Monday, October 14, 2013

Announcing My Cosmic Orientation

Well, I guess it's time to emerge from the closet and declare my Orientation: I am a process philosopher -- or as least would be if I were a philosopher. So I guess I'm a process blogger. Or in the process of becoming one, since in this view, most nouns are actually quite verblike. But in any event, it's no use trying to hide the truth from myself. I am what I am.

Some people will say: big deal. It's not as if we didn't already know you were "different." Why, when you were a little boy, you even enjoyed dressing up as Alfred North Whitehead. Honestly, who did you think you were fooling?

So it's not really a case of being converted from one orientation to another. Rather, it's more a case of being "reminded" of what I already think; or, of making explicit what is implicit. It is much more an exercise in recollection than in assimilating something new, and of trying to develop a completely consistent view of things.

Having said that, I cannot say I am a Whiteheadian, nor am I a Hartshornean. There are still many details that need to be worked out, in order to reconcile process and Tradition. As we are about to discuss, Hartshorne says many things that bang my interior gong. However, he often says them in a slightly irritating way. He can be way too dismissive of tradition, not to mention of scripture, revelation, miracles, and other elements of religion as concretely understood and practiced. He is not especially charitable toward people with whom he disagrees, and there is hardly a whiff of the sacred or holy in his writings.

Rather, even when Hartshorne is talking about theology, he sounds more philosophical. More generally, it is as if he wants to reduce all of theology to natural theology. His God can appear so diminished that he hardly seems worthy of worship. But I think that is an example of an area that can be tweaked into a more expansive perspective.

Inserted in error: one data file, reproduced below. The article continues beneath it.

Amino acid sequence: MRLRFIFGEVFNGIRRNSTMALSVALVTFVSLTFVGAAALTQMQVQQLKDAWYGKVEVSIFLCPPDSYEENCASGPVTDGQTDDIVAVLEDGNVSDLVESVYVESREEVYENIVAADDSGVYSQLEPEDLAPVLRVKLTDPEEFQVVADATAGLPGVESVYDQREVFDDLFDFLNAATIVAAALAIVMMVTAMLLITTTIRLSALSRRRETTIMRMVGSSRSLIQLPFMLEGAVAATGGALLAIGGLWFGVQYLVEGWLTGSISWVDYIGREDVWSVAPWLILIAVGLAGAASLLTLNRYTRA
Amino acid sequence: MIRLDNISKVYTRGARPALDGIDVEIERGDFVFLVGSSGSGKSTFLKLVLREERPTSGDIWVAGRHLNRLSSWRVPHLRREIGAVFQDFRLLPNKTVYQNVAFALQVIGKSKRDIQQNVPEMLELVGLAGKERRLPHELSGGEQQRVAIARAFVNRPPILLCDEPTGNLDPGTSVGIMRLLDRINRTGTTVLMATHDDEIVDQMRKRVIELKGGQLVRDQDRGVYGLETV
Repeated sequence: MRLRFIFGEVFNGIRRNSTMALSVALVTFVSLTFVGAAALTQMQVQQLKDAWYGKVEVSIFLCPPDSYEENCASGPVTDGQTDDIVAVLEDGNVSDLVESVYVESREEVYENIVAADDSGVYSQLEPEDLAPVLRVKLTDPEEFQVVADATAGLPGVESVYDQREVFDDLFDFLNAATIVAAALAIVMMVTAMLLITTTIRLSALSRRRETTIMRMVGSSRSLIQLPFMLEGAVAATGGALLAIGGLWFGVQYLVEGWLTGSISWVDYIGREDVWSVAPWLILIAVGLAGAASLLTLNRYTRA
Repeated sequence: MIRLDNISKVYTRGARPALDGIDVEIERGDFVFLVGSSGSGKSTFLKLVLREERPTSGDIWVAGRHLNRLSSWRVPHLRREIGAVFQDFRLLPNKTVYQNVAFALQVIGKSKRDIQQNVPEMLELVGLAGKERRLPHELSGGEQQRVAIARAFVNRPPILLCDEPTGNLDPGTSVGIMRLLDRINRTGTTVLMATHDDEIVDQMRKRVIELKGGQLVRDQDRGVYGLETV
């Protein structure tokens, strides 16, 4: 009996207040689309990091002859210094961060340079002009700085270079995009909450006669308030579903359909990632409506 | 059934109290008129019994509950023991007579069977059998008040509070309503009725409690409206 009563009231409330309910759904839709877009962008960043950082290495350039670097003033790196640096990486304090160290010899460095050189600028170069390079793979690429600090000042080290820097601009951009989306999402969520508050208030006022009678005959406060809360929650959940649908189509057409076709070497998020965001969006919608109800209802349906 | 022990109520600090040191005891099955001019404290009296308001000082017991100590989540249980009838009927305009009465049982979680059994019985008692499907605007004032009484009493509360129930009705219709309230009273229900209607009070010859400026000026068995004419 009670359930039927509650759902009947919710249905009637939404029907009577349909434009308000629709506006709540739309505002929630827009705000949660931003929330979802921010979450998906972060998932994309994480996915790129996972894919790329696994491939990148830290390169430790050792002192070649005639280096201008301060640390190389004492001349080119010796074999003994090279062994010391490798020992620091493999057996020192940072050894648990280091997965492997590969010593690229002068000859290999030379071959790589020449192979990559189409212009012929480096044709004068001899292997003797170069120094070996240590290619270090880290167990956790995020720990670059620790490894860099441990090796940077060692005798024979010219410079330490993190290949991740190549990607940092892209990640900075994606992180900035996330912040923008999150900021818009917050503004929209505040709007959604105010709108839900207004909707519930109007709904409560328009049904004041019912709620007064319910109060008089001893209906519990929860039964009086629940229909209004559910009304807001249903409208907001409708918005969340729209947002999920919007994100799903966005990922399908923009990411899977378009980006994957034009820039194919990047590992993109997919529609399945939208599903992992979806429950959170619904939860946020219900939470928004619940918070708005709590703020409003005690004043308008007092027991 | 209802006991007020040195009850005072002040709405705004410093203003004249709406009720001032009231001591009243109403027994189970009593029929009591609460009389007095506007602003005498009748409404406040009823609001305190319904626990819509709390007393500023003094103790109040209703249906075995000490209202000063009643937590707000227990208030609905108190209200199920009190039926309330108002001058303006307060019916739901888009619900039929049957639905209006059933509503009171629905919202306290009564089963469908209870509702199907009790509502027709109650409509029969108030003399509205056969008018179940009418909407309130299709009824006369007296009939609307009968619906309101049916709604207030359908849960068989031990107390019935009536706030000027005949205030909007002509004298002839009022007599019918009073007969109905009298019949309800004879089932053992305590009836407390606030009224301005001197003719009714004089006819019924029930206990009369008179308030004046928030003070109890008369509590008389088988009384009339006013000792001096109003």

On the positive side, I think the process view is definitely the way to go if we want to reconcile religion and science -- and everything else, for that matter. It furnishes a paradigm in which everything can be understood as a necessary consequence of everything else.

For Hartshorne, a world without God is literally unthinkable. That suits religious people just fine. However, such people will generally be uncomfortable with the corollary -- that so too is God without a world unthinkable! This is because creativity is elevated to the transcendental of transcendentals. God must create, on pain of violating his own nature. Another way of saying it is that God is free, and freedom is the absence of determination that makes creation possible.

Speaking of universal paradigms, let's begin with a discussion of Hartshorne's view of metaphysics. The book I'm working on is part of a series on "systematic philosophy," defined as "any philosophical enterprise that functions with a perspective from which everything can be addressed" (emphasis mine).

In short, we want to understand everything in such a way that nothing important is left out, or explained away, or subjected to question-begging reductionism. Thus -- to cite one obvious example -- any form of materialism is ruled out at the start, since it simply cannot cope with mind.

And on a more subtle level, Hartshorne points out that materialism is entirely abstract. Superficially one might think of it as overly concrete, but it's the opposite: the notion of "pure matter" is unalloyed abstraction, untethered to any human experience (or even experienceable experience). Thus, "matter"

"is just a word for our ignorance," and "the main charge against materialism is not that it fails to explain mind, but rather that it fails to explain anything. It merely tells us to pay attention to the spatial properties of things" (Hartshorne).

It is also to confuse prediction with understanding, so the same critique applies to determinism. Any form of radical determinism -- whether natural or supernatural -- is pure nonsense. It is a human construct, certainly not a divine one.

And yet, it is a perennial seduction for man, whether in the form of "predestination," or Islamic occasionalism, or physical determinism. For example, I ran across this article at Scientific American about a physicist who rejects the idea that "God plays dice," and believes that the indeterminism of quantum physics is just an illusory superstructure over a deeper realm of classical, local determinacy.